“When I saw this paper, I just said, ‘Holy shit, this is really interesting,’” says Jeffrey White, a professor emeritus at the O’Neill School of Public and Environmental Affairs at Indiana University. White, who was not involved in the study, has studied methane cycling for over 30 years, and says it elegantly addressed a hunch that researchers have had—but haven’t been able to nail down—that methanotroph activity occurs in tree bark. He calls the work “profoundly important.”
Methanotrophs are everywhere and have been for as long as atmospheric oxygen has existed on Earth, so White is confident this isn’t an isolated case: He’s noticed similar behavior in Minnesota birch trees.
Wetlands contribute more methane to the atmosphere than any other natural source. But without methanotrophs, they’d release an estimated 50 to 90 percent more. These microbes turn methane into carbon dioxide similar to the way combustion does. The process is, almost literally, a slow burn. But it prevents a majority of wetland methane from reaching the sky, making soil a source and a sink. Far less is known about the methane feasts taking place inside trees.
Jeffrey wanted more clarity. A few years ago, his attention turned to the paperbarks. “It’s such a unique tree with amazing layers of bark,” Jeffrey says. These layers are moist, dark, and known to contain methane. (Jeffrey sometimes refers to it as “treethane.”) “We just thought it could be an ideal spot for methanotrophs,” he continues. So he set out to prove that the gas-eating microbes were hiding there. Jeffrey designed a series of experiments that would cater to their appetites. First, he sliced bark from trees in three wetland sites and sealed those strips inside glass bottles containing methane. Then, he waited. Over a week, he measured as the methane levels in the bottles dropped. In some samples, more than half of it vanished. In control bottles that contained either sterilized bark or nothing at all, methane levels remained paper-flat.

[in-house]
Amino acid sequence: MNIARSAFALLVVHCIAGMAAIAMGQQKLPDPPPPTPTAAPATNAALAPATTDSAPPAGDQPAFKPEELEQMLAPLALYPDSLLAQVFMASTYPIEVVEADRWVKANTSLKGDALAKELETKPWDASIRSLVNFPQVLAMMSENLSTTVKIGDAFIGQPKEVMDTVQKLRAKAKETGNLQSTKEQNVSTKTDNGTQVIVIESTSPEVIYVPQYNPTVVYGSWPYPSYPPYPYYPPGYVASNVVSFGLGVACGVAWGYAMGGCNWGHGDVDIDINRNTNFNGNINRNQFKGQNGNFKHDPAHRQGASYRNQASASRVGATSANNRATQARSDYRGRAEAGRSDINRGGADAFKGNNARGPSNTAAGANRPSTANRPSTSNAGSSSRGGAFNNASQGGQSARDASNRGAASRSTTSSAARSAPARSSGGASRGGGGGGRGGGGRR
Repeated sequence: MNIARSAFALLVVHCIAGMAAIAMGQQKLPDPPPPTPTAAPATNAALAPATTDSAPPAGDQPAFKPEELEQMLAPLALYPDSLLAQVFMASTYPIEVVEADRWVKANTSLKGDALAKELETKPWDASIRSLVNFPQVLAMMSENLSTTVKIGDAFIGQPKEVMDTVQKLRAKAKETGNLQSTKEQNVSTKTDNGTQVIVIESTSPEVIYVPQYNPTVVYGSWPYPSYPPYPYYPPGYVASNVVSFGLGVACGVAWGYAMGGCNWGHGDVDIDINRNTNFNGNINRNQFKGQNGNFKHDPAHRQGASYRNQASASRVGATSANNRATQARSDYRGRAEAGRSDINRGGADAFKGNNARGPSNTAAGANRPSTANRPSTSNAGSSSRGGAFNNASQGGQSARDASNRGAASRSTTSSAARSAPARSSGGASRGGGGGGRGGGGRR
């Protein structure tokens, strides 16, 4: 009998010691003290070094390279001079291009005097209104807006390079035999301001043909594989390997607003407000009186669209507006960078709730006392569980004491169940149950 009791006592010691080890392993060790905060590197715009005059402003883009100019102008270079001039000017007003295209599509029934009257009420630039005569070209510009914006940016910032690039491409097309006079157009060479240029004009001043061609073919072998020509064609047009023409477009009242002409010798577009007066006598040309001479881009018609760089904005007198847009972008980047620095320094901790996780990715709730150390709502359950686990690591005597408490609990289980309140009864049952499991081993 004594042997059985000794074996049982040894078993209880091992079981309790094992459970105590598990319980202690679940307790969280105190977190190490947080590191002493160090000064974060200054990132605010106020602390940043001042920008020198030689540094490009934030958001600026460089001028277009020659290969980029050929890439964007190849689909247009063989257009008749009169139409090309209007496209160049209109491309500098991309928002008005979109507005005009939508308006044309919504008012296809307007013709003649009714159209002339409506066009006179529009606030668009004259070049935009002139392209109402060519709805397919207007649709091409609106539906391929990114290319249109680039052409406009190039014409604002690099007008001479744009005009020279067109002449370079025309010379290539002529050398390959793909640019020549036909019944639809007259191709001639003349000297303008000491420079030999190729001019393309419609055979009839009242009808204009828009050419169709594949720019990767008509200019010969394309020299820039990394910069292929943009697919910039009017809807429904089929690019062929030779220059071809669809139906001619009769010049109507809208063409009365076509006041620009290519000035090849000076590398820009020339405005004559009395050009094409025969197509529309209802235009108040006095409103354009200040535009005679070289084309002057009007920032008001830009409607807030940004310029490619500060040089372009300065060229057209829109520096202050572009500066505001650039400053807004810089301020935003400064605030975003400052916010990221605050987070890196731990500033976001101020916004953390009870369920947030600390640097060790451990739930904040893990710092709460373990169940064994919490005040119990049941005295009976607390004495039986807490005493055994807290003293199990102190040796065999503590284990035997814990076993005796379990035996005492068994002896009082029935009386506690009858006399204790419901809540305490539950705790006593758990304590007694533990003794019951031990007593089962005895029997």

Jeffrey’s team also knew that methanotrophs have picky palates. Methane’s one carbon atom can exist as either of two stable isotopes: the classic carbon-12 or the heavier carbon-13 that lugs around an extra neutron. Carbon-13’s bonds are harder to break, so methanotrophs would rather snack on the lighter isotope. Jeffrey’s team found that the relative levels of carbon-13-methane in the bottles increased with time. Something in the bark was alive and selectively eating, like a kid leaving the yellow Starbursts in the bag after picking out the pinks.
Encouraged by these traces of activity, they sent bark across town to the microbiologists at Monash University, who ran a microbial analysis of all of the species that were living in the bark. The verdict: Paperbark samples contained a bustling unique population of bacteria not found in the surrounding soil or swamp, most of which fall into the methane-hungry genus Methylomonas.
But all of those results arose in a lab, and Jeffrey’s team needed to see how real, live trees behave, specifically how fast they leak methane. They waded through a wetland forest in New South Wales, gently attached sealed chambers and spectrometers to the sides of paperbarks, and measured how much the trees emitted per second.
Then Jeffrey injected a gas called difluoromethane into the chamber. Difluoromethane is a sneaky treat for methanotrophs—it temporarily inhibits their appetite. “It actually stops them consuming methane,” Jeffrey says. After letting the gas diffuse in for an hour, Jeffrey flushed it and reexamined the emissions. Because the microbes stopped eating, methane levels jumped. On average, the team calculated, microbes had been removing 36 percent of the methane that would otherwise seep into the atmosphere.